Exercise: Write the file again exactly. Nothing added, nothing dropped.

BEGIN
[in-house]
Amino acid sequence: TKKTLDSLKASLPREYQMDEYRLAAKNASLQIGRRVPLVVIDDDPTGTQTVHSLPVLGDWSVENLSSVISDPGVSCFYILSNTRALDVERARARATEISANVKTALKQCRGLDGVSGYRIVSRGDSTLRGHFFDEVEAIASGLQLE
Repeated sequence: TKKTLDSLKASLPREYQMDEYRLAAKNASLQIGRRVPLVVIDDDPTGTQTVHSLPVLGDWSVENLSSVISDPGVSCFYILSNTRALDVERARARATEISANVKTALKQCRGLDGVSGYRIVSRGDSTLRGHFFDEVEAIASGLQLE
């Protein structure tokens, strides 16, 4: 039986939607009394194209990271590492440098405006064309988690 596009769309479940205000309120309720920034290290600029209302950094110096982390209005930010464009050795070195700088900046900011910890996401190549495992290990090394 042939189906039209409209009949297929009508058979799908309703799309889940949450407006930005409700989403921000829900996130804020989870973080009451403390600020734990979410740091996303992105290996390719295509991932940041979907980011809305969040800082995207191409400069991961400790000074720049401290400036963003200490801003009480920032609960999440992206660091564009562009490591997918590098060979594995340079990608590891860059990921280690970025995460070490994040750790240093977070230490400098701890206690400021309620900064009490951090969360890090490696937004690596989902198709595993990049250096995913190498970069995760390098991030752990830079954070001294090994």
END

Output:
[in-house]
Amino acid sequence: TKKTLDSLKASLPREYQMDEYRLAAKNASLQIGRRVPLVVIDDDPTGTQTVHSLPVLGDWSVENLSSVISDPGVSCFYILSNTRALDVERARARATEISANVKTALKQCRGLDGVSGYRIVSRGDSTLRGHFFDEVEAIASGLQLE
Repeated sequence: TKKTLDSLKASLPREYQMDEYRLAAKNASLQIGRRVPLVVIDDDPTGTQTVHSLPVLGDWSVENLSSVISDPGVSCFYILSNTRALDVERARARATEISANVKTALKQCRGLDGVSGYRIVSRGDSTLRGHFFDEVEAIASGLQLE
């Protein structure tokens, strides 16, 4: 039986939607009394194209990271590492440098405006064309988690 596009769309479940205000309120309720920034290290600029209302950094110096982390209005930010464009050795070195700088900046900011910890996401190549495992290990090394 042939189906039209409209009949297929009508058979799908309703799309889940949450407006930005409700989403921000829900996130804020989870973080009451403390600020734990979410740091996303992105290996390719295509991932940041979907980011809305969040800082995207191409400069991961400790000074720049401290400036963003200490801003009480920032609960999440992206660091564009562009490591997918590098060979594995340079990608590891860059990921280690970025995460070490994040750790240093977070230490400098701890206690400021309620900064009490951090969360890090490696937004690596989902198709595993990049250096995913190498970069995760390098991030752990830079954070001294090994």